In short, in my view a unilateral Israeli strike against Iran, will mostly weaken, in fact dramatically endanger our national security. This may not be a popular position, but we are at a moment that obliges honest assessment. The alternative is also not risk free – it is to follow the American lead, in its diplomatic and economic efforts to prevent Iran from developing military nuclear capacity.

Yet we will have the world, and the United States, on our side – deterring Iran with major economic and military means. I happen to believe that most of our leaders understand this equation and what is at stake. Most but not all. It seems there is one with a messianic view of saving Israel from a “second holocaust”; the other an adventurous commando who believes that power, creatively applied, can solve anything. Yet they are not a Messiah, nor a James Bond, they are merely two mediocre present and past prime ministers, confronted by a monumental crossroads.

How should then summer 2012 play out? I would like it to be a summer of coalition, not collision. I support three such coalitions:

• A United States led global coalition against Iran, in which Israel is a player. Fully coordinated with the Obama administration; engaged in crippling economic sanctions and creative diplomacy in the 5+1 negotiations with Iran, with the aim to transform the Iranian nuclear ambition into a civilian one. While for such a coalition, all options remain on the table.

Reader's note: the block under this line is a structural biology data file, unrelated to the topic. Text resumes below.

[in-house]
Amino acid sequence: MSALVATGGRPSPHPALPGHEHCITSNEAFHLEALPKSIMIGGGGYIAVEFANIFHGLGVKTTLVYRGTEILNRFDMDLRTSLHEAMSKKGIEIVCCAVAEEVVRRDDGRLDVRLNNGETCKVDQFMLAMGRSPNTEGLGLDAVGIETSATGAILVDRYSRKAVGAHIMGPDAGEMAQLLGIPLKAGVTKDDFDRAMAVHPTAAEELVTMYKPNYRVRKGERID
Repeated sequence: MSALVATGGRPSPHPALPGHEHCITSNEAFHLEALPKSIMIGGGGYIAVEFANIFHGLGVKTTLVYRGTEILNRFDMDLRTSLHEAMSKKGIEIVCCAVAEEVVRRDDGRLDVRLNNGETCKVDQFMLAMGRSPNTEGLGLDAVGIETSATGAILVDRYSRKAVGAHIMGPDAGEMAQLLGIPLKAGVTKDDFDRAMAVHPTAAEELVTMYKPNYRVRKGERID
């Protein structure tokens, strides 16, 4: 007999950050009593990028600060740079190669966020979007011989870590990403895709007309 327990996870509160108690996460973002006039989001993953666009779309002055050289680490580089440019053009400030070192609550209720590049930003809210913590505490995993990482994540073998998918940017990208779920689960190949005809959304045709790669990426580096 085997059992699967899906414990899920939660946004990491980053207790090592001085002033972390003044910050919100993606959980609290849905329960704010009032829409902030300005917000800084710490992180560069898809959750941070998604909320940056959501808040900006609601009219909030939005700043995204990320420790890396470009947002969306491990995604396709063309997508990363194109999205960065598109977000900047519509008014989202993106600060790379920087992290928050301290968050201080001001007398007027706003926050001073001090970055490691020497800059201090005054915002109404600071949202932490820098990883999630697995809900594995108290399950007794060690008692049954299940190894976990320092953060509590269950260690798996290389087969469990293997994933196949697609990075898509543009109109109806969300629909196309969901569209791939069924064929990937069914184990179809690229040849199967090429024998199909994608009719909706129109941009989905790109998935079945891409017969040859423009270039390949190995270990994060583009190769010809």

• A government led coalition in the Middle East – made possible by Israel and the Palestinians finally engaging in a viable, sustainable peace process, according to the Obama vision of a two-state solution based on the 1967 lines, and a mutual halt to unilateral activities (Palestinian actions in the UN, and Israeli settlement expansion). In this manner we will bring the Arab world closer to us, at a critical time of shifting sands in the region, as well as vis-a-vis Iran.

• A peoples’ coalition in the region, that is advanced by young people and social revolutions, be it Tahrir, Yasmin or Rothschild. It is reasonable to forecast that we will see this summer a reawakening of the Israeli protest movement in the streets of our cities. This year, Daphni, Stav and co. need to comprehend and express that there is no social justice without peace. Funds will have to move with time from settlements and their security, to social equality. In this respect, it is high-time for Tahrir and Rothschild to meet, to engage in a social network dialogue between the young change agents in Israel, Palestine, Egypt, Tunisia, Libya and elsewhere, as is happening on the YaLa – Young Leaders, Facebook-based movement.

So, the summer of 2012 could very well be a doomsday summer, or a turning point towards coalition building in favor of security, peace and economy.

Israel should continue to insist on its self-reliance, but understand that in today’s world, strength and progress are achieved through coalitions, and harm is inflicted in isolation. Drawing on these conclusions could mean “that thing” which will happen this summer may be a positive strategic turning point.

The writer is president of the Peres Center for Peace and served as Israel’s chief negotiator for the Oslo Accords.